I. Background Information

Hantavirus Pulmonary Syndrome is an infectious disease that is caused by a Hantavirus known as Sin Nombre and is carried by rodents. Unlike the usual viruses, this particular one does not rely on an arthropod as a vector, but rather uses rodents that include mice and rats (Utah Department of Health Bureau of Epidemiology, 2012). As an infectious disease, HPS does not pass between humans but is rather contracted by coming into contact with air that is contaminated with the rodents urine, droppings or nesting materials. This paper analyzes HPS, examining how the disease is spread, diagnosed and treated, while also establishing its preventive measures by considering who is at risk and why. In addition, the paper will discuss the factors around this disease, including the agent, vector, host and favorable environment.

According to Utah Department of Health Bureau of Epidemiology (1998), Hantavirus Pulmonary Syndrome is an infectious disease that was first cited in the US in May 1993, when a relatively healthy young Navajo man fell critically ill and died upon arriving at the Emergency Room. The symptoms were mainly flu like, muscle ache, chills and fever, and then he developed acute shortness of breath. This caused his lugs to fail and eventually he succumbed to the disease. Since that day, scientists have been involved in vigorous research and analysis on Hantavirus Pulmonary Syndrome, although it has been in the existence for so many decades before that episode at the Four Corners (Department of Health Bureau of Epidemiology, 2012). As a disease, HPS is rapidly progressing, with the quick diagnosis being impeded by its flu like symptoms. Meanwhile, the disease has been successfully managed in a number of cases, the threat is quite high if the diagnosis is significantly delayed as the respiratory distress damages the lungs and the heart.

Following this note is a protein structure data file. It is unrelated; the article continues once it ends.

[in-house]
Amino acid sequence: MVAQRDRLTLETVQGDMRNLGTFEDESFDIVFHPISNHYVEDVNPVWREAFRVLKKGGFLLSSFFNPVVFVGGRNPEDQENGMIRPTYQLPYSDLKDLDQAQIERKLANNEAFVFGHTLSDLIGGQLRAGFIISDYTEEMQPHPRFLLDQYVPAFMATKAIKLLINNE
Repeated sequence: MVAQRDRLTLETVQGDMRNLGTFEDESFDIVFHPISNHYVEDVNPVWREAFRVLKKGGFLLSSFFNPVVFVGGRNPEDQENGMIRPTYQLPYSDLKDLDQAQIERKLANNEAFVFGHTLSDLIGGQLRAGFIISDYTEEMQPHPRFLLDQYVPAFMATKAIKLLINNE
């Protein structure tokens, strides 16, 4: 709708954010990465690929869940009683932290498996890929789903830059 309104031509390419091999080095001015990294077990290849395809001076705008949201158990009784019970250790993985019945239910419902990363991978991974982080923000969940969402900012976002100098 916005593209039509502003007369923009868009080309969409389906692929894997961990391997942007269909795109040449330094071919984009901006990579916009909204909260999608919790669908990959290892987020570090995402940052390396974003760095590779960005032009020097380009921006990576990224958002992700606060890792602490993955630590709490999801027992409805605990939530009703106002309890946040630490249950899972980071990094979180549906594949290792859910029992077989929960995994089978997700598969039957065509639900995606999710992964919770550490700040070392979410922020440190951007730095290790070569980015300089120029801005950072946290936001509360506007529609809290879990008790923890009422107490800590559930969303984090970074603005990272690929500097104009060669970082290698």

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II. Occurrence

The first reported case of HPS was that of a young man in the Four Corners area of Arizona, Colorado, Utah and New Mexico (Department of Health Bureau of Epidemiology, 2012). The virus went on to infect more people from the Four Corners area before it was reported in other parts of the world too.

People who are mostly infected are campers and hikers who come into contact with the rodents in their campsites and cabins. Furthermore, people who generally live in the rural areas and are likely to have encountered rodents in their farms, fields, barns and other outbuildings are more likely to contract the disease. A further risk is associated with the construction, utility and pest control workers, who are likely to work in closed and unused spaces in which rodents are likely to exist in significant numbers.

With regards to the timing, the rodent populations have been found to increase significantly during spring and fall. Simultaneously, the reports of HPS also increase during these seasons, implying that the large numbers of rodents contribute towards more exposure to Hantaviruses and more specifically the Sin Nombre Hantavirus that is associated with HPS.